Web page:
a) Coefficient of variation among individuals in specific model parameters and initial conditions. Variation in the dose-independent (intercept) term, *σ*_{u,k} and dose-dependent (slope) term *σ*_{v,k}. is indicated in black and grey, respectively. b) Correlation coefficients between individual-level estimates of parameters or initial conditions, and the infection outcome measured as the maximum and minimum densities of iRBCs (blue) and RBCs (red), respectively. The error bars indicate the 95% confidence interval. Statistical significance is indicated when the confidence interval does not intersect 0 (dashed line).

To understand the functional importance of individual variation in estimated model parameters, as well as random variation in the reported initial RBC density, host weight, and initial infection dose, we computed the correlation coefficient, *r*, between individual variation and two key infection outcomes: parasite load (maximum iRBC density) and anaemia severity (minimum RBC density). We identified two individual-level correlates of the maximum iRBC density (Fig 7b). First, we found that better suppression of the peak parasite load was associated with mice that activated the response to clear iRBCs more strongly than average through a targeted mechanism (Fig 7b). While it is not clear what underlies this within-strain variation, our finding, nonetheless, demonstrates the functional importance of non-genetic heterogeneity in immune responses, drawing parallels to invertebrate systems in which intrinsic within-clone variation (e.g., differences in sizes at birth and molecular mechanisms of immune responses) are thought to impact susceptibility to infection [81–83]. With the rodent malaria system, it may be possible to identify the mechanistic causal agents, for example, by characterising within-strain variation in immune effector expression prior to and throughout the course of infection. We also found that variation in the initial infection dose within dose treatments correlated positively with the peak parasite load (Fig 7b). In the context of Timms et al.’s [15] experiments, variation in the initial infection dose may be attributable, for example, to random experimental variability in sampling by a syringe and in the parasites’ ability to reach blood vessels following intraperitoneal injection. While neither of these sources of random variation are relevant outside the lab, the observation that higher doses—both among and within dose treatments—increase parasite burden [15] (Figs 1 & 7b) highlights the need to better understand any causes of variation in pre-blood-stage parasite densities in natural malaria infections, both within and among *Plasmodium* species [58]. One such source of variation is pre-blood-stage host immunity that develops in response to exposure to the parasite stage injected by mosquitoes (sporozoites) and has been shown effective in reducing the number of liver-stage parasites from which blood-stage merozoites originate [84].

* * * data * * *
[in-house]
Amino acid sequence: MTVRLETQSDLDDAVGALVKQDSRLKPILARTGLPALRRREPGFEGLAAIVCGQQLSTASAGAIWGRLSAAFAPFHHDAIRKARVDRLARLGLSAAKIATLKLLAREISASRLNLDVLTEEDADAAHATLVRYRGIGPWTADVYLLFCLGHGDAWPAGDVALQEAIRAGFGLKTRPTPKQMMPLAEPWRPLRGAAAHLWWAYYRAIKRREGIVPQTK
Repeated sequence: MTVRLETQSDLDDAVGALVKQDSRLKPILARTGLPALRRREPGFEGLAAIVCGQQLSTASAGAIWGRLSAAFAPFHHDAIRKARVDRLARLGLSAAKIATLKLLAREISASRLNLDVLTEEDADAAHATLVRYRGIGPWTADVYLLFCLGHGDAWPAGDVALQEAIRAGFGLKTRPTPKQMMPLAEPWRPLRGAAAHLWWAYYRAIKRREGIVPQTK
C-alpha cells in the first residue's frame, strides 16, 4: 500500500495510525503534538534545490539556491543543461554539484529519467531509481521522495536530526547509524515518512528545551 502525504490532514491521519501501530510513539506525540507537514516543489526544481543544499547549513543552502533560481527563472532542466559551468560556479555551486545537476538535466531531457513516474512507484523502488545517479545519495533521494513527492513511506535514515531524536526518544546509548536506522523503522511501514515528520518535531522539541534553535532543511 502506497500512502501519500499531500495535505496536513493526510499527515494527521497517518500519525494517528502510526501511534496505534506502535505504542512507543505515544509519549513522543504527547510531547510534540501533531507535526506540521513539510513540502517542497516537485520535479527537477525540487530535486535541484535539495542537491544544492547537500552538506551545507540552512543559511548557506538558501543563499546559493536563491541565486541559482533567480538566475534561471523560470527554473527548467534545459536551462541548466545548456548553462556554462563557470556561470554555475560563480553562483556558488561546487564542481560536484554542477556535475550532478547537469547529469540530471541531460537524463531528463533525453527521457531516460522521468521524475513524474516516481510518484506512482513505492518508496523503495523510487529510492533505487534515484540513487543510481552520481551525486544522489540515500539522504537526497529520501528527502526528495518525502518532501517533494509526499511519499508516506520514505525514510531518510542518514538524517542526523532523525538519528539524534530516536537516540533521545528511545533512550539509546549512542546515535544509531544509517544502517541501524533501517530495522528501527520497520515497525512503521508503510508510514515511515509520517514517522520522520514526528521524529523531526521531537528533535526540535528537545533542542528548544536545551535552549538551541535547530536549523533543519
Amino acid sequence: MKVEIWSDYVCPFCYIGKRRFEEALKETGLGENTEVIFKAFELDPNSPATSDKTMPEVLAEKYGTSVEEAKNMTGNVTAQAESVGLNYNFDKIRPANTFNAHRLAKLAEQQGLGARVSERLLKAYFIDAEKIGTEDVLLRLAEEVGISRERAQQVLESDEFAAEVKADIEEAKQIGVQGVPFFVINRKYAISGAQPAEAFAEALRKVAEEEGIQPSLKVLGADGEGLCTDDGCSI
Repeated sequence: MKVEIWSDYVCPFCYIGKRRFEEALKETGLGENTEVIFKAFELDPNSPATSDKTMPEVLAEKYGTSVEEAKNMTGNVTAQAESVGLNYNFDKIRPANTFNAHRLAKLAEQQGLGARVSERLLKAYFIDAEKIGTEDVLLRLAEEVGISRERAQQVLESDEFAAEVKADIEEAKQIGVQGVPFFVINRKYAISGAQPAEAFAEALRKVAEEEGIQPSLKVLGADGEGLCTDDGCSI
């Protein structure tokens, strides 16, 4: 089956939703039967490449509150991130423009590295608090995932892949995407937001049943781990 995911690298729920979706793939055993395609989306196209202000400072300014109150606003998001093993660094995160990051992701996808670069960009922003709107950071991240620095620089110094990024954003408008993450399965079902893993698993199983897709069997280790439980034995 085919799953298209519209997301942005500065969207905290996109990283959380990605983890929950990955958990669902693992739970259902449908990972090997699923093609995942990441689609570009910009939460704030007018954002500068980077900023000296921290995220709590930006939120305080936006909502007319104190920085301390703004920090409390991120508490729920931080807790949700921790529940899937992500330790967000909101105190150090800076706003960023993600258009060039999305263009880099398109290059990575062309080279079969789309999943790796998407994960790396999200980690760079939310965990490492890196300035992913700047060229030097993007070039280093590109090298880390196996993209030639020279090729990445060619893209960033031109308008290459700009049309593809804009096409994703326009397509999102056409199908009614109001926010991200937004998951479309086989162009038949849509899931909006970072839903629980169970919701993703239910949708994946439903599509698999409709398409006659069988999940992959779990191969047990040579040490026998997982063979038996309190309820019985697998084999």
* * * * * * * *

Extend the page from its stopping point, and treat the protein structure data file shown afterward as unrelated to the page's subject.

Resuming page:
There were also three significant individual-level correlates of anaemia severity (Fig 7b). First, we found a significant negative effect of burst size meaning that infections initiated with a parasite population that happens to proliferate and exhaust RBCs faster than average caused more severe anaemia (Fig 7b). In addition, mice that were heavier or had more RBCs before infection suffered less severe anaemia (Fig 7), suggesting that general host vigour in the absence of infection is an indicator of host health under malaria infection. Because these measurements of host vigour did not correlate with the peak parasite load, host vigour can be interpreted as an indicator of tolerance (i.e., a host’s ability to minimise anaemia), rather than a resistance (i.e., a host’s ability to minimise parasite burden) mechanism [85].